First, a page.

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Integra Adopts Ethernet Standard for Distributed Audio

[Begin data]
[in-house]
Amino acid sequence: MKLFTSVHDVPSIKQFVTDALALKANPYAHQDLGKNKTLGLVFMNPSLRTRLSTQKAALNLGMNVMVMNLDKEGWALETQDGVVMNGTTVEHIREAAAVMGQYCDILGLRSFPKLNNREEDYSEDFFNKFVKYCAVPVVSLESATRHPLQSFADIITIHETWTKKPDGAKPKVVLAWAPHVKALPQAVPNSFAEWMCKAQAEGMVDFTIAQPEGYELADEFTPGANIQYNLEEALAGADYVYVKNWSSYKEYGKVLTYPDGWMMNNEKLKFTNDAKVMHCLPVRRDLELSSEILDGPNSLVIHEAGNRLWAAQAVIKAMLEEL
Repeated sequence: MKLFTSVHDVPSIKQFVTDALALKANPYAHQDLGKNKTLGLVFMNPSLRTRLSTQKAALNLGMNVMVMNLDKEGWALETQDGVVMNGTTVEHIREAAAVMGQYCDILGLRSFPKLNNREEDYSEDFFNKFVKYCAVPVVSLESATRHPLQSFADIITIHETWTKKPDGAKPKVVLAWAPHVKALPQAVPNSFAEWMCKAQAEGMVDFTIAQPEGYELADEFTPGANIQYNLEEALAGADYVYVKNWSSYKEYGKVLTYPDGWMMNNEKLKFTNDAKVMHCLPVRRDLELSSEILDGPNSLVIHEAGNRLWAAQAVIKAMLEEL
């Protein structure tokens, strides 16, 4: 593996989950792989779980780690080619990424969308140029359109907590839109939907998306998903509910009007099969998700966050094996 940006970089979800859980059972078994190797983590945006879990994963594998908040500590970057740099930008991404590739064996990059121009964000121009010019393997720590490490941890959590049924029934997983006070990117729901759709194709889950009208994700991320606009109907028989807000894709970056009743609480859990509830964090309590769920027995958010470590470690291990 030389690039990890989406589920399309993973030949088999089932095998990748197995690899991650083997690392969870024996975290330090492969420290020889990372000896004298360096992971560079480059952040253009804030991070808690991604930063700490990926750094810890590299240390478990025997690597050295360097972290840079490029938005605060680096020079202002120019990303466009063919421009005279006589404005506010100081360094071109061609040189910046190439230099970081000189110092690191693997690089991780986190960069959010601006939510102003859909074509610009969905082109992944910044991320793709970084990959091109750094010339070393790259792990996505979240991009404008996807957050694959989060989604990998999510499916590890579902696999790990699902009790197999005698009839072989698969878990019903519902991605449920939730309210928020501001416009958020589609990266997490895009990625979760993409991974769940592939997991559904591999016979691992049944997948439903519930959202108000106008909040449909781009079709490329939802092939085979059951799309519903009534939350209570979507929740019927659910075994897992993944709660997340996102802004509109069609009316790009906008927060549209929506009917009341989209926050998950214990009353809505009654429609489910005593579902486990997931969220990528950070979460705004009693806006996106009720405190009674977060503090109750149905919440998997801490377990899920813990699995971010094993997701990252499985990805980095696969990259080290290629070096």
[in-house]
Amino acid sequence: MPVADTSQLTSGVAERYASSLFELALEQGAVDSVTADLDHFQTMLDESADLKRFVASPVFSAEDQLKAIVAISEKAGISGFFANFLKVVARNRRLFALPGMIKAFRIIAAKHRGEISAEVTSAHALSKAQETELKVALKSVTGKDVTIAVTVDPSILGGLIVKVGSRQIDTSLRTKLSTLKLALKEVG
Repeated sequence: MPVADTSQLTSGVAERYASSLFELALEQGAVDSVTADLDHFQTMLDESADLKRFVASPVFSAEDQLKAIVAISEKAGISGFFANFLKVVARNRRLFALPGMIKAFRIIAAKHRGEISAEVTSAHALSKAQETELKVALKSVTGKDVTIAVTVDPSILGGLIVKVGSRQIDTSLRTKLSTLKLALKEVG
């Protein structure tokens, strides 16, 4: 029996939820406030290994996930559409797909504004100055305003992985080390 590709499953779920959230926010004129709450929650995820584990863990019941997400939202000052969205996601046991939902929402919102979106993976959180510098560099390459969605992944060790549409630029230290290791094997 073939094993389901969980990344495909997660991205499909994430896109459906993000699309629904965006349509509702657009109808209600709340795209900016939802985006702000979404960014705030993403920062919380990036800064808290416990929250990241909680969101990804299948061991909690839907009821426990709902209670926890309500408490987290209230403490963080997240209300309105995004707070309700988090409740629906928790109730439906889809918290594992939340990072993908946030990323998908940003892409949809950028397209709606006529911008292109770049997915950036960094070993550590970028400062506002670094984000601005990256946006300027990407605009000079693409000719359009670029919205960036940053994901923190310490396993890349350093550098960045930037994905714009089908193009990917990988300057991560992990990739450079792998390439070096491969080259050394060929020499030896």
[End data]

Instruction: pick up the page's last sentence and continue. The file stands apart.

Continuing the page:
02/04/03 - Distributed audio systems have been one of the major forces driving the growth of the custom installation industry over the past decade, but a lack of standardization, and the difficulties of integrating audio and control signals throughout a whole home has made it complicated, and difficult for busy installers to stay abreast of new developments. Now Integra has completely redefined the way custom installers centralize and distribute audio in consumer's homes with their revolutionary Net-Tune system. Rather than designing yet another complicated system of wiring and system control, Integra has created a system that is completely compliant with Ethernet, the universal standard for home PC networks. Using this all-digital infrastructure, Net-Tune provides improved audio quality, simplified wiring and system setup, seamless integration with home PC networks to deliver internet radio, and a straightforward dedicated music server for a centralized music library."The Net-Tune platform continues Integra's commitment to provide installers with solutions using the latest in control and convergence technologies," states Integra Product Manager Eric Harper. "With the growing popularity of IP-based control systems, Integra's industry-first home theater receivers with native TCP/IP control are perfectly suited for these applications."Ethernet setup and protocols are already familiar to many installers, so Net-Tune requires very little new training and equipment to implement and configure. Net-Tune can be used with any Ethernet-compliant wired or wireless transfer medium, including Cat-5 cable, PC wireless systems, phone lines, and even power lines. This means that every home that installers work on is already structurally prepared to use Net-Tune. All audio and control signals in Net-Tune are transferred entirely in the digital domain, eliminating the signal degradation that inevitably occurs in conventional systems as remote locations get further from the central source, or 'server.' Signals at remote zones are received and decoded by inexpensive and easy-to-use clients, which are available in several forms. The simplest client is the NAC-2.3, an executive mini-system type unit that can be used to drive a pair of speakers, or serve as a source to a pre-existing stereo or home theater system. Integra also offers built-in client functionality in two of its acclaimed home theater receivers, the DTR-7.3 and DTR-8.3. Consumers can run as many as a dozen clients simultaneously, and completely independently, over a single network. The source for a Net-Tune based system is the NAS-2.3, a high capacity hard-drive based dedicated audio server. The NAS-2.3 features an 80 Gigabyte capacity for over 1400 CDs worth of audio stored in the popular MP3 format. The server can store music at multiple MP3 bit rates, or as uncompressed PCM files for exact reproduction of compact discs. Consumers merely load a CD into the built-in tray, and select the track(s) that they want stored, and in what format. When a new CD is copied, the server automatically accesses Gracenote's online CD database, either via computer network or the unit's internal modem, to retrieve and store artist, album, track, genre, and even cover art information for nearly any CD. The NAS-2.3 has a suggested retail price of $2,000. The NAC-2.3 has a suggested retail price of $500. The DTR-7.3 and DTR-8.3 have suggested retail prices of $1,300 and $2,200 respectively. All these Net-Tune system components are all currently available.
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